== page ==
Friday, November 27, 2020

TV Quote of the Day (‘Seinfeld,’ on Music and Madness)

(George Costanza enters Jerry’s apartment singing "Master of the House," a Les Miserables show tune)

George [played by Jason Alexander]: "Master of the house… doling out the charm, ready with a handshake and an open palm. Tells a saucy tale, loves to make a stir, everyone appreciates a.."

Jerry [played by Jerry Seinfeld]: “What is that song?”

George: “Oh, it's from Les Miserables. I went to see it last week. I can't get it out of my head. I just keep singing it over and over. It just comes out. I have no control over it. I'm singing it on elevators, buses. I sing it in front of clients. It's taking over my life.”

Jerry: “You know, Schumann went mad from that.”

George: “Artie Schumann? From Camp Hatchapee?”

Jerry: “No, you idiot.”

George: “What are you, Bud Abbott? What, are you calling me an idiot?”

Jerry: “You don't know Robert Schumann? The composer?”

George: “Oh, Schu-MANN. Of course.”

Jerry: (Trying to scare George) “He went crazy from one note. He couldn't get it out of his head. I think it was an A. He kept repeating it over and over again. He had to be institutionalized.”

George: “Really? …Well, what if it doesn't stop?” (Jerry gestures "That's the breaks." George gasps.) “Oh, that I really needed to hear. That helps a lot!”— Seinfeld, Season 2, Episode 3, “The Jacket,” teleplay by Larry David and Jerry Seinfeld, directed by Tom Cherones

Even Jerry’s scare tactic isn’t enough to prevent George from breaking into song at an inopportune moment, prompting the fearsome father of friend Elaine Benes to bark, “Pipe down, chorus boy!”

Thursday, November 26, 2020

Photo of the Day: Soldiers and Sailors Memorial Hall and Museum, Pittsburgh PA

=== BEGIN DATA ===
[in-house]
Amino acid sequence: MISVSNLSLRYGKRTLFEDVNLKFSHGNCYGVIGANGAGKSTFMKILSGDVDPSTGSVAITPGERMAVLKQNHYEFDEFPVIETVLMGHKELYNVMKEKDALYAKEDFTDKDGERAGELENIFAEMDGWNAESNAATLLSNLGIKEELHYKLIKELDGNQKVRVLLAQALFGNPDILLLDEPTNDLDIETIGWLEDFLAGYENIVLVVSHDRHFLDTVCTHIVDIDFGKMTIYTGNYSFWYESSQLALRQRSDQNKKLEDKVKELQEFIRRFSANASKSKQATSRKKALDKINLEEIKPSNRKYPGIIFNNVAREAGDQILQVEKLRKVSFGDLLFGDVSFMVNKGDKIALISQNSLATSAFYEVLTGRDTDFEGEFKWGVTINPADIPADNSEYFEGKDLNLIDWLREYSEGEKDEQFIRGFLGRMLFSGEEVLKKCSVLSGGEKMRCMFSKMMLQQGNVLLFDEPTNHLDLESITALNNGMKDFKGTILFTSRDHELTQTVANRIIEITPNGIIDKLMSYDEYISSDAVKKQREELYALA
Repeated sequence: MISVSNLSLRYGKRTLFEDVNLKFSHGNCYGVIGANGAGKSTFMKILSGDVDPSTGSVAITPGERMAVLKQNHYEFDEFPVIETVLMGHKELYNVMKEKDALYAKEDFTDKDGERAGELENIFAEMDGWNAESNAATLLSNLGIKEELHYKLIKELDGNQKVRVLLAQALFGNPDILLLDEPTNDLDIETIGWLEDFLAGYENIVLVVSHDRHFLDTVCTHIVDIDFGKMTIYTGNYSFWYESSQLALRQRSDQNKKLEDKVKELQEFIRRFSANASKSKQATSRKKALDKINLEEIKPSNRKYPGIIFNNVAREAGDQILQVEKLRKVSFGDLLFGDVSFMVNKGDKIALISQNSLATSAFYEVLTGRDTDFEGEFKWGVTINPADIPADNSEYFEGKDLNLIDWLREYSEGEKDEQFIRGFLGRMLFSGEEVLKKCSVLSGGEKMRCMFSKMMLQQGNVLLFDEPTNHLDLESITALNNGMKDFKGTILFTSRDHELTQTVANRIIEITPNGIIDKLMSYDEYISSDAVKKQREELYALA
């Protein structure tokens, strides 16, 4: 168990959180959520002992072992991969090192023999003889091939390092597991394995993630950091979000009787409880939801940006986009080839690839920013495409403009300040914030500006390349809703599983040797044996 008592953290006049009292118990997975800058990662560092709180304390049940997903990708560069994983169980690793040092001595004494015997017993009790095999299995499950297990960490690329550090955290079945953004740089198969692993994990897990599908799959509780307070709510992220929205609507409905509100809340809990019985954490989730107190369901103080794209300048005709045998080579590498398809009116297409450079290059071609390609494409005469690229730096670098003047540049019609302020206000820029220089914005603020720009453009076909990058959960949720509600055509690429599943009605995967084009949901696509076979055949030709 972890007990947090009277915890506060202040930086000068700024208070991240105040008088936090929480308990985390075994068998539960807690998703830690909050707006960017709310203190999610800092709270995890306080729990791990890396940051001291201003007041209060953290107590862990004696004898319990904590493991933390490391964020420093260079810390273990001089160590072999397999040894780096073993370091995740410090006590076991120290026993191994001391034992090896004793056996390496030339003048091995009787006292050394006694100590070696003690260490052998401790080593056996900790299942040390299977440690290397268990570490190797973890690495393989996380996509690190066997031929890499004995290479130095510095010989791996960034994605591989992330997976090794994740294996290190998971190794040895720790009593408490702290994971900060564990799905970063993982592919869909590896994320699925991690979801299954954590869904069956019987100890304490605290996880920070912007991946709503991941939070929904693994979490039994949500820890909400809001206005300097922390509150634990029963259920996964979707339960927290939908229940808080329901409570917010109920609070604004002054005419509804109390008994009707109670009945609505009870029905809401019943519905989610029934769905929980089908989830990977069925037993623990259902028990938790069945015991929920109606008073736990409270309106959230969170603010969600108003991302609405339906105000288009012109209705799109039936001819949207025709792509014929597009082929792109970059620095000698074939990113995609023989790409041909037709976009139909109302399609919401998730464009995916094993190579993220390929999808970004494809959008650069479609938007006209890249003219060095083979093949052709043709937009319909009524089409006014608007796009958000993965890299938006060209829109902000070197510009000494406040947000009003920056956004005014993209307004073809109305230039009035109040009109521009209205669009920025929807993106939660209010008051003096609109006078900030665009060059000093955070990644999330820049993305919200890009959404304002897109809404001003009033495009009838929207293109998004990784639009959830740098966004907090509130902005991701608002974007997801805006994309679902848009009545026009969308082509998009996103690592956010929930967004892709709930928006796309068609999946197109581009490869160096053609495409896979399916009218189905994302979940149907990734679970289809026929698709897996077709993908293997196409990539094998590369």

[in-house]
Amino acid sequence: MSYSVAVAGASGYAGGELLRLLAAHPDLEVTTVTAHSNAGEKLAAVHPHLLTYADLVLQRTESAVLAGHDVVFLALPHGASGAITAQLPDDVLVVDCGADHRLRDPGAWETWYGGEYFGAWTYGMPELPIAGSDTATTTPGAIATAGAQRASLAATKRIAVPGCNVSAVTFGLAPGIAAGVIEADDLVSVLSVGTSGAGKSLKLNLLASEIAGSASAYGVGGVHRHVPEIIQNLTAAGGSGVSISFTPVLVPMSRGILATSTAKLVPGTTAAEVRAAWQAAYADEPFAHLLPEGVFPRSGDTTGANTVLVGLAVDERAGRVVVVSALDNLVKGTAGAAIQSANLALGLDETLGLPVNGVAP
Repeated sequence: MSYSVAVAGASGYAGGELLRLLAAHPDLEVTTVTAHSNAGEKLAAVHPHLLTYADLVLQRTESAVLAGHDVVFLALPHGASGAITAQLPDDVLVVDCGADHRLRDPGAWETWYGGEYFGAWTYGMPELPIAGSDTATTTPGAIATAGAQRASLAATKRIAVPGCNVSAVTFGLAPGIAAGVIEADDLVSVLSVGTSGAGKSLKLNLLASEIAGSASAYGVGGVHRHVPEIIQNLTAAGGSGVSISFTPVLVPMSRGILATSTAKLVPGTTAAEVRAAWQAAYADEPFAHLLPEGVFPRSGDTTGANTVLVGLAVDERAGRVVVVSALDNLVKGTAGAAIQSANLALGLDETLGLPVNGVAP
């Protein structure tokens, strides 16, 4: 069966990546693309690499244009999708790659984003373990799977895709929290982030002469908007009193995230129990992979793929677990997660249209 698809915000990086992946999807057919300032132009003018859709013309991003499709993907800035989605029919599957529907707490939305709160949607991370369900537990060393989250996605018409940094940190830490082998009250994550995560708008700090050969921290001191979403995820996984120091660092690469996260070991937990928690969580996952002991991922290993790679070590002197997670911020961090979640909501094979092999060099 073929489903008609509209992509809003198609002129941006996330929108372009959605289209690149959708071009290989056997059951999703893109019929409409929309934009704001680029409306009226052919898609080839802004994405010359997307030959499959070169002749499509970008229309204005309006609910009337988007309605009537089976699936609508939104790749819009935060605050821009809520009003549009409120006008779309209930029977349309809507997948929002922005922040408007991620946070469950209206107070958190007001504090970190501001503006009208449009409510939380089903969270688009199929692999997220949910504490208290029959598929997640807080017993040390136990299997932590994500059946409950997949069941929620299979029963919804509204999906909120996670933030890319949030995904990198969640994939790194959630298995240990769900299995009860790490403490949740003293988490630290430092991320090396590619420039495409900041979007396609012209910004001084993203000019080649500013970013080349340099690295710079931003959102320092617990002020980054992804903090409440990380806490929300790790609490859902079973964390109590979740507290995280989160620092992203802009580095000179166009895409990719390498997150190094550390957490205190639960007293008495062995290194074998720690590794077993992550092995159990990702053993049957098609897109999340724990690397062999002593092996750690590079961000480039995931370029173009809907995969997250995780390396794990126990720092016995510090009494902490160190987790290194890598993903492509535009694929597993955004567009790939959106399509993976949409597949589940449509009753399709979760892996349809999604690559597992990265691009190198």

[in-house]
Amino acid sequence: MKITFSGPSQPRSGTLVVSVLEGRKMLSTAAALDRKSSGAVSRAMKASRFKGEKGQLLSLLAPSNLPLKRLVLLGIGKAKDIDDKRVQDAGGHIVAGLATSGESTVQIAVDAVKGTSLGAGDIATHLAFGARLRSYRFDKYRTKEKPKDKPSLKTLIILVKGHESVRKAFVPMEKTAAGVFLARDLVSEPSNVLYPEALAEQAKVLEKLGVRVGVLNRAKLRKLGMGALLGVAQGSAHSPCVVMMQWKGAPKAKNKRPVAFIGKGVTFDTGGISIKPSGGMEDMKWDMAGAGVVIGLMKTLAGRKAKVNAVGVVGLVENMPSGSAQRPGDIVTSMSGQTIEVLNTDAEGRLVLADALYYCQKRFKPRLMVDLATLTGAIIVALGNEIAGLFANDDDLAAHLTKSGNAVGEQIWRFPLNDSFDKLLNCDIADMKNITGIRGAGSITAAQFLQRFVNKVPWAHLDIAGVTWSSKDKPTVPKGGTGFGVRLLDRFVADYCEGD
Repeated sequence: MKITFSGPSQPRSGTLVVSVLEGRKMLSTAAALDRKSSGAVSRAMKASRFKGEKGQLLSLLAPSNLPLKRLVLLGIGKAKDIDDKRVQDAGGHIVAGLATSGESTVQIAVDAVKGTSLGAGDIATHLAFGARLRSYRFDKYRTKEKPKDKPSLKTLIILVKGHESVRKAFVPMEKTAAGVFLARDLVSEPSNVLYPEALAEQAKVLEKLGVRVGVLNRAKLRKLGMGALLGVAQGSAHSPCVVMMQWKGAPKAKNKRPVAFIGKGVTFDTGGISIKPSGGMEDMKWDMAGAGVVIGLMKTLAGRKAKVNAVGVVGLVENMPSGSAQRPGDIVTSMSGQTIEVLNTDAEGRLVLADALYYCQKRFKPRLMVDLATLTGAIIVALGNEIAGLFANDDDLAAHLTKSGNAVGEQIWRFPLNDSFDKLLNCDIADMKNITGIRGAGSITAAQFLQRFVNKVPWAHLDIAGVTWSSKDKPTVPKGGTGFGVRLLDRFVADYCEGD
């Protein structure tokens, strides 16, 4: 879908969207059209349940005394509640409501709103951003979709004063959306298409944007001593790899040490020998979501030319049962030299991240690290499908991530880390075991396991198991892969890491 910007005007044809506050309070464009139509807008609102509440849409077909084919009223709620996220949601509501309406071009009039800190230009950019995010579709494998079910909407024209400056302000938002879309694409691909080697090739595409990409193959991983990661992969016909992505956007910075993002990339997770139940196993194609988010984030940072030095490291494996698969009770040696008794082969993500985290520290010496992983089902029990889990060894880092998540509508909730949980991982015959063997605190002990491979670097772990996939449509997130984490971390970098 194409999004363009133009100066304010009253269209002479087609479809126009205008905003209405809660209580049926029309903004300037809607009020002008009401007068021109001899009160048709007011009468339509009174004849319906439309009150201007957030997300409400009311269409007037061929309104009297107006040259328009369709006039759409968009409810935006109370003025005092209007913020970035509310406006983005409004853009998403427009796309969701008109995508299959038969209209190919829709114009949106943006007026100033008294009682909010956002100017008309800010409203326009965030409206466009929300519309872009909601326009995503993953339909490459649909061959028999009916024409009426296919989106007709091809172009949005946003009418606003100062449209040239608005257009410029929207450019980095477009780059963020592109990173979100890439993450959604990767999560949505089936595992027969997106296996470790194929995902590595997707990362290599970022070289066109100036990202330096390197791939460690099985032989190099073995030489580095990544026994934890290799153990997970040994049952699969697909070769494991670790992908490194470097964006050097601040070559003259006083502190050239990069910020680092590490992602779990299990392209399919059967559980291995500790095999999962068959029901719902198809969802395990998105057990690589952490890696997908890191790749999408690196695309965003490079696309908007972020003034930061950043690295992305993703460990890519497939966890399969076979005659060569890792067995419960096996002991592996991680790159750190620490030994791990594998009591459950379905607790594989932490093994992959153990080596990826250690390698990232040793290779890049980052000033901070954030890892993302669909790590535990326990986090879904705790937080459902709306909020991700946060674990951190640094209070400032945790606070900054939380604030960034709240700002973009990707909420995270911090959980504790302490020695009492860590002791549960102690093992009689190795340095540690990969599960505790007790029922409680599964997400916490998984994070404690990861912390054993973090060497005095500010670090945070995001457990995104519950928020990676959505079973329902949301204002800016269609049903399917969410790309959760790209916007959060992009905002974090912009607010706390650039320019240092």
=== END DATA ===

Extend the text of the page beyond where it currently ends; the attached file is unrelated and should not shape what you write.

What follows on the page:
The Soldiers and Sailors Memorial Hall and Museum is dedicated to honoring the men and women of all branches of service, from all generations and conflicts. From this photo I took a year ago while visiting in Pittsburgh, I think you can see why it was called “this grand edifice” during its 1910 opening ceremony.

Inside, themed displays range from the Civil War through America’s most recent conflicts in Iraq and Afghanistan. Objects displayed include uniforms, medals, firearms, artwork and equipment.

There is a strong local component inside, such as the oak-paneled “Gettysburg Room” (originally a meeting room for members of the Grand Army of the Republic, of Civil War veterans) and the Joseph A. Dugan, Jr. Hall of Valor, focusing on narratives and photographs of 84 Pennsylvania Medal of Honor recipients.

This institution is temporarily closed to walk-in business as part of an international effort to prevent the spread of COVID-19. Until it can safely reopen, the museum will offer guided tours of the museum by appointment only.

Quote of the Day (Desmond Tutu, on the Blessing of Families)

“You don't choose your family. They are God's gift to you, as you are to them.”—South African Anglican Archbishop, human-rights advocate, and Nobel Peace Prize winner Desmond Tutu, God Has a Dream: A Vision of Hope for Our Time (2004)

Happy Thanksgiving, for all our families.

(Photo of Archbishop Tutu taken by Elke Wetzig at the Deutscher Evangelischer Kirchentag in Cologne, Germany, in 2007.)

Wednesday, November 25, 2020

Photo of the Day: Quackenbush Barn, Mahwah NJ

I came upon this barn in early October, in Winter’s Park, Mahwah, NJ. Dating back to around 1850, it was originally located on Sparrowbush Road in the Masonicus section of the town.